USS Guardian salvage operation resumes; ship funnel, mast removed
More News from Jerry E. Esplanada
MANILA, Philippines—The dismantling of the USS Guardian has resumed with the removal of the US Navy minesweeper’s mast and funnel, according to the spokesperson of the Philippine Coast Guard.
Lt. Commander Armand Balilo Tuesday night said “the removal of the ship’s mast and funnel has been accomplished.”
In a text message to the Philippine Daily Inquirer, he also disclosed that the salvage team had started “clearing equipment below deck, removing the sonar winch at the bow, preparing the mast for lifting, relocating the reference beacons of the crane ship Jascon 25, transferring recovered items to the tug Archon Tide, and clearing of loose materials” at the US Navy minesweeper.
The weather at Tubbataha Reef in the Sulu Sea has been “generally very good,” Balilo said, noting “the seas are calm while the skies are clear.”
Aside from the Guardian, Jascon 25 and Archon Tide, there were eight other vessels in the vicinity–the US Navy ships Salvor, Safeguard and Wally Schirra; SMIT Borneo crane barge; tugs Intrepid and Trabajador!; barge S-7000; and the PCG search-and-rescue ship BRP Pampanga.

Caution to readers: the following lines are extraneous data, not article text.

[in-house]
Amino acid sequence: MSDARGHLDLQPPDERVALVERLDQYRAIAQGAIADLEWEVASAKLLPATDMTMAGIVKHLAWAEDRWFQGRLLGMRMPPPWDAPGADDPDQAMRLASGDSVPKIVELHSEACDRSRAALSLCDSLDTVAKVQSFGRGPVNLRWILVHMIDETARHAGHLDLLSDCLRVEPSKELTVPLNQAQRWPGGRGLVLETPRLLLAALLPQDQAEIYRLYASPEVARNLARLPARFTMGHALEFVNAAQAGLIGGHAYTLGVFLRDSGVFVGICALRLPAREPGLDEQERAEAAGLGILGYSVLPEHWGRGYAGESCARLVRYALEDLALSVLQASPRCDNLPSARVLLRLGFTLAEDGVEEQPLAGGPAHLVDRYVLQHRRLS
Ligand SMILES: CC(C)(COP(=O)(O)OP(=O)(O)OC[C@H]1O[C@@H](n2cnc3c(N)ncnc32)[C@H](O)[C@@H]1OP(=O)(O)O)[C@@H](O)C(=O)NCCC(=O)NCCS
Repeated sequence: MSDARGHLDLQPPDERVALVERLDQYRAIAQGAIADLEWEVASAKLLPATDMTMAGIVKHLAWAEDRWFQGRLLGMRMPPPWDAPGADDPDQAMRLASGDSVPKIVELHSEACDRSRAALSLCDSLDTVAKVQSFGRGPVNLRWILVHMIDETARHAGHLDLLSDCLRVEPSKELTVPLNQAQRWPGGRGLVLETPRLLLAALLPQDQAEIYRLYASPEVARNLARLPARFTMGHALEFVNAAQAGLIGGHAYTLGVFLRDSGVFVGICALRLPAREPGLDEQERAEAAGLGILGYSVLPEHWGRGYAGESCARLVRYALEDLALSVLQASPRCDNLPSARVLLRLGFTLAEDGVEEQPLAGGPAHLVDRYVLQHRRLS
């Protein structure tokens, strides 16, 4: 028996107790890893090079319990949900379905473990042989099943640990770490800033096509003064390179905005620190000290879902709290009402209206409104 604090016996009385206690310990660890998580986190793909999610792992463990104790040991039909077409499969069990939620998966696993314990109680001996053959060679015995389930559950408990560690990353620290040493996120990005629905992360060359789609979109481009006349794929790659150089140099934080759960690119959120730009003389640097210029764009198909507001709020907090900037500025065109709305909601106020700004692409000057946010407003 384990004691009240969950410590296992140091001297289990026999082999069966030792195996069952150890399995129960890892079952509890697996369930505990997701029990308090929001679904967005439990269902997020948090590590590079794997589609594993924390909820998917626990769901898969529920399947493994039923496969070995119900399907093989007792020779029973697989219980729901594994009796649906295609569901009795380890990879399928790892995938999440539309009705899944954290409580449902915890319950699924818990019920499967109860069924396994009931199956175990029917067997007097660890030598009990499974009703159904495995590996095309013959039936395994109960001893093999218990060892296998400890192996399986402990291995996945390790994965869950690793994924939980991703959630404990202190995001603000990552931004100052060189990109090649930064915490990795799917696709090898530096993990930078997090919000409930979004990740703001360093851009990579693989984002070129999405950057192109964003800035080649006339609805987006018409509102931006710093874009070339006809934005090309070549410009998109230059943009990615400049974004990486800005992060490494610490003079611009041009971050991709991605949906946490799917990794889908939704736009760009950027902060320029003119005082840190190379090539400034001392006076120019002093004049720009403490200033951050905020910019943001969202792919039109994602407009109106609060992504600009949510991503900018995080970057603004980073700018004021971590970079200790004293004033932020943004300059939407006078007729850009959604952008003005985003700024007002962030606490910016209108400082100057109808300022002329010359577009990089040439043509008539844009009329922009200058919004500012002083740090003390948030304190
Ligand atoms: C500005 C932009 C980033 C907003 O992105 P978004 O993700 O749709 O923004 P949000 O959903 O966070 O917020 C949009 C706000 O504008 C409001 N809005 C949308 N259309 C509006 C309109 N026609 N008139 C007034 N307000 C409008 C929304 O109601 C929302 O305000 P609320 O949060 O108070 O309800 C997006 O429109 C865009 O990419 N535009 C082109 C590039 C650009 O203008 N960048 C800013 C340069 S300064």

The USS Guardian ran aground at the reef, a United Nations World Heritage Site, on Jan. 17 while on its way from Subic to its next port call.
The BRP Pampanga is tasked with monitoring the salvage operation being undertaken by private contractors hired by the US Navy, according to Balilo.
Last weekend, the salvage master, whom the PCG did not identify, “conducted a briefing for all concerned aboard Jascon 25.”
“They discussed the work plan, as well as ways to ensure the safety of the salvage team and the prevention of further damage to the reef,” which has reportedly reached over 1,500 square meters, Balilo added.
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